Geneablogy: An occasional Journal about our experiences exploring our heritage

Thursday, May 11, 2000

I forgot to mention this because it happened during the recent heat wave that kept me away from the computer until our air conditioner got fixed. I received a reply from Allan Szuch, the gentleman with the book of people who died or went missing during World War II (Knyha Pamiati Ukrainy), and he did in fact find Grandma's brother Nicholas:

ZHURBYK, Mykola [i.e. Nicholas] Antonovych, b. 1917,
   village of Trybukhivtsi, Husiatynskyi raion, Ternopilska
   oblast. Mobilized in 1944. Disappeared without trace in
   March 1945.

Note that he's not from Lychkivtsi, but rather from a small village next to Lychkivtsi that doesn't appear on my maps, Trybukhivtsi. More about this in a bit. When I spoke to Grandma back in 1996, she wasn't sure about anybody's birthdates, but we narrowed Nicholas' down to sometime around 1916; this entry gives a more definite date, so that's great. The middle name given in the entry, Antonovych, would be a patronymic, that is, saying who his father is, and his father was indeed Antoch. Grandma had said he disappeared without a trace; it's sad to see that confirmed here, but very interesting to see that it happened so close to the end of the war. Allan had posted something to the info-ukes genealogy list saying that sometimes people who disappeared near the end of the war were deserters rather than dead (although I can't find the post now).

Allan also found two other Zhurbyks from Trybukhivtsi in the book:

ZHURBYK, Mykhailo [i.e. Michael] Dmytrovych, b. 1907,
    village of Trybukhivtsi, Husiatynskyi raion, Ternopilska
    oblast. Ukrainian. Disappeared without trace in Aug. 1944.

ZHURBYK, Stepan Dmytrovych, b. 1912, village of
    Trybukhivtsi... Ukrainian. Disappeared without trace
    in June 1941.

Both of these would be sons of Dmytri Zhurbyk, a name I hadn't heard before; Grandma's father had brothers named Petro and Wasyl.

Allan also sent a list of other surnames found in Lychkivtsi; among them was Peniuta, which was interesting because when Grandma lived in Manitoba, there was a boy who they were trying to marry her to, but there was also another boy who she really liked, and that second boy's last name was Peniuta. I guess everyone who moved from Lychkivtsi to the new world went to Elphinstone, Manitoba. All the Zurbyks certainly seemed to....

Oh, and the spelling Zhurbyk seems to be a more accurate transliteration of the original Ukrainian Cyrillic name, which has the character that looks like an X with a bar (|) through the middle, which is "zh", rather than the character that looks like the number 3, which is the "z" sound. How do I know that?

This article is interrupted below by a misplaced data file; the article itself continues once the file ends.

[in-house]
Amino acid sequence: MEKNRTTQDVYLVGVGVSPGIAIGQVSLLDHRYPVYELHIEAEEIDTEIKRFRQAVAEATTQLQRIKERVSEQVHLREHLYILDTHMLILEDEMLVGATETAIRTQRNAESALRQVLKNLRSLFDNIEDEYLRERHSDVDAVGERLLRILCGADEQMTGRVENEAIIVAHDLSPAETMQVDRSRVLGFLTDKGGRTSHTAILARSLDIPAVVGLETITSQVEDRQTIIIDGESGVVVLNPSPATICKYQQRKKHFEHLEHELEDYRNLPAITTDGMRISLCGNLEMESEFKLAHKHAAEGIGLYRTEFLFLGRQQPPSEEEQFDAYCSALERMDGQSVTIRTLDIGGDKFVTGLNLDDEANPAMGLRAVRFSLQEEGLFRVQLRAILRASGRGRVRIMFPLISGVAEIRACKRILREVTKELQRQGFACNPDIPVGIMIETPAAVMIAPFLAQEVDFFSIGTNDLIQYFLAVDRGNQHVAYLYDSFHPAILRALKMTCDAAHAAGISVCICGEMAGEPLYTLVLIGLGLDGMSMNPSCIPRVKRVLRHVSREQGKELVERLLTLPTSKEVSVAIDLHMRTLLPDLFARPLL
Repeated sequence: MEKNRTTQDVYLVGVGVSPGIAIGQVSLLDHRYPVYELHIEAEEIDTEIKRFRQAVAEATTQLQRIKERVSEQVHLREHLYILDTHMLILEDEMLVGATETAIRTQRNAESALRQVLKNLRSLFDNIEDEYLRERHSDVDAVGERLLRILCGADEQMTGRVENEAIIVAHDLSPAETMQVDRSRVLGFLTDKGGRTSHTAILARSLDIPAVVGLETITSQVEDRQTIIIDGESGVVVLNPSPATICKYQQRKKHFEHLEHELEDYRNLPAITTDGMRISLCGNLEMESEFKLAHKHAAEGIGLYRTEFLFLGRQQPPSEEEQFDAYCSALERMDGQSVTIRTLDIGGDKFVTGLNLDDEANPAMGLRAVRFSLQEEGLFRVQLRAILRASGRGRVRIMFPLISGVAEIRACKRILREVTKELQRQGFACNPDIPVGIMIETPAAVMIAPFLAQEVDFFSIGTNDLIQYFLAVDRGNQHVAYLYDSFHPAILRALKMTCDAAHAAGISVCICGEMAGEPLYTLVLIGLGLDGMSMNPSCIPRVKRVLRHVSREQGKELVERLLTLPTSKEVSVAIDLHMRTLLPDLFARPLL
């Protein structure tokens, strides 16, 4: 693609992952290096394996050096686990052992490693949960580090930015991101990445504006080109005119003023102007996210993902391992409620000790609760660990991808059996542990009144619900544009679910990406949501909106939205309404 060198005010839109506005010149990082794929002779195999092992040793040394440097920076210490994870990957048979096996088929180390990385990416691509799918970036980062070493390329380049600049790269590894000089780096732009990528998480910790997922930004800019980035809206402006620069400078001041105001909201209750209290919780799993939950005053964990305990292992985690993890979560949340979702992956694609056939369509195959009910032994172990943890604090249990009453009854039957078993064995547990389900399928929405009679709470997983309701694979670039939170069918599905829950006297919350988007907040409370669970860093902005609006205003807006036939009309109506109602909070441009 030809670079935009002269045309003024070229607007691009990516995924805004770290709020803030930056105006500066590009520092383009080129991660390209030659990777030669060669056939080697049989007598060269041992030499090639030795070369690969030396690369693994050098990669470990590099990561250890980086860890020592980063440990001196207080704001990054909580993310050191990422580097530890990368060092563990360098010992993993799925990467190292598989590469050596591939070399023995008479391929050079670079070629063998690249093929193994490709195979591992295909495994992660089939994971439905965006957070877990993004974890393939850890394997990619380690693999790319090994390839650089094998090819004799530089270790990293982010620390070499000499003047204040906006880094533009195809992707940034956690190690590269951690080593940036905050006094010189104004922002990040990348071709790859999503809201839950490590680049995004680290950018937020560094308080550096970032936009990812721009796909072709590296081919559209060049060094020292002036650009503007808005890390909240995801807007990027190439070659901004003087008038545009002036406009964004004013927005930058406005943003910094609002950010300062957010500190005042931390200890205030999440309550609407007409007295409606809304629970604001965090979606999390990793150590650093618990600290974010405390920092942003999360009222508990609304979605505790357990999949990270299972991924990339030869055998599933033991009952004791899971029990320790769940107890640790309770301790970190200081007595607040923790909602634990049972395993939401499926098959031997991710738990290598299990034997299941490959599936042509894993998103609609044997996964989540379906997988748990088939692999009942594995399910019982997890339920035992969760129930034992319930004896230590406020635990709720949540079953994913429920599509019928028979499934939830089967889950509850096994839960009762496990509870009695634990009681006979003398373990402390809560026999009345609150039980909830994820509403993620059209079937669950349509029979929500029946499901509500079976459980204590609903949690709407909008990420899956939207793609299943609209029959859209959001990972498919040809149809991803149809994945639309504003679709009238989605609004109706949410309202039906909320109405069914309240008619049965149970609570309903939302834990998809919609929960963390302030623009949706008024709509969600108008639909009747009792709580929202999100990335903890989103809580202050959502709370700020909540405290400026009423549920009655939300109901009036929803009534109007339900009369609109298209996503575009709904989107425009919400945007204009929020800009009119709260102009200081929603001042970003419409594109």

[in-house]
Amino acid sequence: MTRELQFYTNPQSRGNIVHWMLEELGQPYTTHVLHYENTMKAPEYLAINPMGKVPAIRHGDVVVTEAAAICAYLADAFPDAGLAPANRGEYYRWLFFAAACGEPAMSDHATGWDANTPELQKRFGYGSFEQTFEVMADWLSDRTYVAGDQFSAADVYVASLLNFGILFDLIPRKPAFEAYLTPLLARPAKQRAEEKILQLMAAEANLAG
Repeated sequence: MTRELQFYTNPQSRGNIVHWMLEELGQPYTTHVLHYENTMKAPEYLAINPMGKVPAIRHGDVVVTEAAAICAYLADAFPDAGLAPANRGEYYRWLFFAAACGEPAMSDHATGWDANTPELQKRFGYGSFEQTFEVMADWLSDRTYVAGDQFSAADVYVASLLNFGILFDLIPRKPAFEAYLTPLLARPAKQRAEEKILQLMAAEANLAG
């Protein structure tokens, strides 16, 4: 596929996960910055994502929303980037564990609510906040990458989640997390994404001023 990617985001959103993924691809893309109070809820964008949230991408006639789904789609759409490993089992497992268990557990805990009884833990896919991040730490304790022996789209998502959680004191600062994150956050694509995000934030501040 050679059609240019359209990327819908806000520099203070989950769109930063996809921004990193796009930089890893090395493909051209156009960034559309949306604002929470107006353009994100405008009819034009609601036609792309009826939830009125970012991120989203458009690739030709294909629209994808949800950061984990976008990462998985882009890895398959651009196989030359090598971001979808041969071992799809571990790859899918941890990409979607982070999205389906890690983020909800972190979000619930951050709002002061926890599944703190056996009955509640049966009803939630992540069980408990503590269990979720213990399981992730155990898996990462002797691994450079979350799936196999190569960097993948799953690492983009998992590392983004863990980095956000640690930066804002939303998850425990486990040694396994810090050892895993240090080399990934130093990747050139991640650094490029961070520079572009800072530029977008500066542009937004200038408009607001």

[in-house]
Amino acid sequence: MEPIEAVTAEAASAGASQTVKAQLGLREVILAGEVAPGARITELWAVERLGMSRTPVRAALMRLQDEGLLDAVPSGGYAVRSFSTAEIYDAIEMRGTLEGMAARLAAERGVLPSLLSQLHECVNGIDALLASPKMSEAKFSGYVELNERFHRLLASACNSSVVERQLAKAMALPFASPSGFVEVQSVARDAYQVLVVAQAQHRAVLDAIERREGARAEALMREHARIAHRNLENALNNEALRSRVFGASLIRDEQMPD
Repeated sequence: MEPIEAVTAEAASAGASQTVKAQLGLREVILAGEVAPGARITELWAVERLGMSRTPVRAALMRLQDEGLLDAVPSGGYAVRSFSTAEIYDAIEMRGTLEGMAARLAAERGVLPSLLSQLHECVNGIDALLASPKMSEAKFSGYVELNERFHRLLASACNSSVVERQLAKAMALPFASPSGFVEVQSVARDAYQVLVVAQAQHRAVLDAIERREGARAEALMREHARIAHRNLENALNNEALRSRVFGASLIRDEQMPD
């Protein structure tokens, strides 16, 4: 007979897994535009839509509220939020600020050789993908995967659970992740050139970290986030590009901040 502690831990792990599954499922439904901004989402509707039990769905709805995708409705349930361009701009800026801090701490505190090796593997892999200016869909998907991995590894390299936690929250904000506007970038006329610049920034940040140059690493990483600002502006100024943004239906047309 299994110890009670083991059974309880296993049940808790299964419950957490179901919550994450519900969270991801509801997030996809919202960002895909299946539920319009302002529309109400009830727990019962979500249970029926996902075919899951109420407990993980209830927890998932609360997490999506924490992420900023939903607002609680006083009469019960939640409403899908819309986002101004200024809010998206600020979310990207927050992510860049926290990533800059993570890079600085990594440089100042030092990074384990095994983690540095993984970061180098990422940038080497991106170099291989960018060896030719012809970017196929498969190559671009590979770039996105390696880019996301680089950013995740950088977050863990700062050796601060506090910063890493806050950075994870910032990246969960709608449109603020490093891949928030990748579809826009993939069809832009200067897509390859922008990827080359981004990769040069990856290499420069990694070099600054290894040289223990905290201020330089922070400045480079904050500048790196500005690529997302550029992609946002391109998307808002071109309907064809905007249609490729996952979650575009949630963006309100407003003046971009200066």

Natalie Lisowiec on the Info-Ukes genealogy list had seen my post looking for help identifying the uniform that Sobol and his friend were wearing. She didn't have any insight into that, but she did generously translate all the captions that were in Ukrainian in my Unknown Pictures section of the site, where Sobol's army picture is. That was so nice!

In the wedding picture from 1959, the bride's name is Zenova Zurbyk, of Trybukhivtsi. So looking at the original caption is how I knew how Zurbyk was spelled in the original Ukrainian Cyrillic. I don't know who Zenova is, but if she got married in 1959, that would make her a contemporary of my mother's. If she's the daughter of Grandma's brother Peter/Petro, who survived the war and stayed in Lychkivtsi (or maybe Trybukhivtsi), that would make her mom's cousin, and my first cousin once removed.

Incidentally, now that I knew how the name was spelled, at Barnes & Noble the other day I looked in a Ukrainian dictionary to see if I could find any possible roots for Grandma's surname. The book Polish Roots mentions, in it's section about Ukrainian names, that yk is a common Ukrainian surname suffix, so I was looking for a word like Zhurb. I found one that transliterates as Zhurba; it means "sadness" or "sorrow". So it appears that one of Grandma's ancestors may have been a sad sack. I'll remember this the next time I'm feeling depressed.

Posted at 5:33:17 PM